Colorado electronic/rock/hip-hop duo Sean Foreman and Nathaniel Motte, a.k.a. 3OH!3, kick ass–period. The enormous, crunk beats, the dance rhythms, the piercing synth- lines, and the abrasive rapping all merge into a surprisingly intoxicating solution, easing itself into a not-often-found niche somewhere between club/house music and crunk hip-hop. Their latest album, Want, drips with sugary, ‘80s electronica- fashioned hooks and infectious dance grooves, containing both the catchiness of pop music and the head-bobbing funk of hip-hop.
Produced by pop-punk connoisseur Matt Squire, 3OH!3 hit “hip-hop, rock, thug rap, country, classical jazz, blues, and different kinds of music,” says Motte, without losing stride or stumbling over themselves once, easily trumping any notions of the inability to combine seemingly unrelated genres into a whole, new, original (and surprisingly fun) musical amalgam.
The Aquarian Weekly recently sat down with Motte and Foreman to pick their brains about some of the little known facts about the dark minds behind 3OH!3.
Let’s start from the beginning. I know how you guys met, but I want to know how you first got into creating this style of music–this hard-hitting, hip-hop thing. How long have you been producing your own beats and rhymes?
Sean: I kind of grew up on underground hip-hop. My brother was a DJ, and the first music I ever heard was him on the turntables. He started free-styling, and then I started free- styling in middle school.
Nat: As far as making beats goes, I didn’t actually start making them until after I met Sean. They were horrible at first. But they got better.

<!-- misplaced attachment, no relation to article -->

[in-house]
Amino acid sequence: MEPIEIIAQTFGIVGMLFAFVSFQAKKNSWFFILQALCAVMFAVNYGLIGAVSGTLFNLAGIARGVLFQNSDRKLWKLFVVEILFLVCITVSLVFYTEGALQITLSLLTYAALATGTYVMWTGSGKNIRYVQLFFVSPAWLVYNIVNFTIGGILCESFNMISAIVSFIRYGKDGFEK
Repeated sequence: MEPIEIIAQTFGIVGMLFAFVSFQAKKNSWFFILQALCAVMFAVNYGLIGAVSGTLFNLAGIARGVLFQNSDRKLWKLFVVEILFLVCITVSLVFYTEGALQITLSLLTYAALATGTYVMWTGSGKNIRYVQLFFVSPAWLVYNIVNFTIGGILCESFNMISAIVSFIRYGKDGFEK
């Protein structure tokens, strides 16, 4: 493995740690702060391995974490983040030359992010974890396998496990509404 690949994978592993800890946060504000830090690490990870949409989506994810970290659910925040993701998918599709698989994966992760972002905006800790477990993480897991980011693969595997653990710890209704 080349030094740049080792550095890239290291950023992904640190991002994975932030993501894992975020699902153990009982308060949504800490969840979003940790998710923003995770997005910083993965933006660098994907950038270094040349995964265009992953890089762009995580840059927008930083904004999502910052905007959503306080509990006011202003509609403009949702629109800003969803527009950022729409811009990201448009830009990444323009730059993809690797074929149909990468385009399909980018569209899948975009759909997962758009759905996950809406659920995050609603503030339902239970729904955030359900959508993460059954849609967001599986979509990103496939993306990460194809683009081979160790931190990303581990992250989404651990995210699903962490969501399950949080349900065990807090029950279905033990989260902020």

Is there a big hip-hop scene in Boulder?
Sean: It’s a college town and it was a lot bigger, but it’s kind of always going to be an alternative thing.
Could you describe to me each of your roles in 3OH!3. How do you guys define your partnership?
Nat: I make all the beats. Usually I’ll make something and progressively work on it more or less, and then I’ll send it to Sean. Sean does most of the lyrical work.
On the new album, I collaborated with Benny Blanco (Spank Rock) on a few tracks, and that was really fun. A lot of hours were spent in front of the computer.
Sean writes most of the lyrics.
You have some great pick-up lines in your songs. Do you ever use your lyrics to pick up girls?
Sean: Sometimes I just rely on free-styling on the spot. Usually I end up going home by myself.
Is the line ‘our tongues always pressed to your cheeks’ in ‘Don’t Trust Me’ a reference to tongue- in-cheek lyrics?
Sean: Some people say that we have a very tongue- in-cheek style of music, but in that case it was about this kind of girl who always had her tongue in her cheek.
We’re not afraid to do something a little controversial. Some of our lyrics may have a bit of shock value, but we like to have wordplay and we like to have fun.
Many of your songs have a fun, party vibes to them, but you have ‘Still Around,’ a pretty depressing piano ballad. Not many party hip-hop albums stop the party and get sentimental like that. What influenced your decision to put a more sensitive, vulnerable track like that, with more singing than rapping?
Nat: I remember Sean just wrote that, and it actually started as a song we were going to send Meg & Dia.
Sean: I wrote it before that. I was in town for a show and I wrote it on my parent’s piano. We used it for one of our manager’s other bands, Meg & Dia, just as kind of a little cute gift.
We definitely questioned whether we should put something like that on the album, but we realized that’s not the type of people or musicians we are. We’re not going to be afraid to push the boundaries of what people might expect on our album. We’re not afraid to put a piano ballad on our album. We like it, and we think it’s pretty badass.
When you look into the lyrics of ‘Don’t Trust Me’ it seems like a pretty dark story, as does ‘I Can’t Do It Alone.’ Meanwhile, these tracks are really catchy and infectious. Do you ever worry that the grooves and the catchiness of these tracks might overshadow the lyrical depth?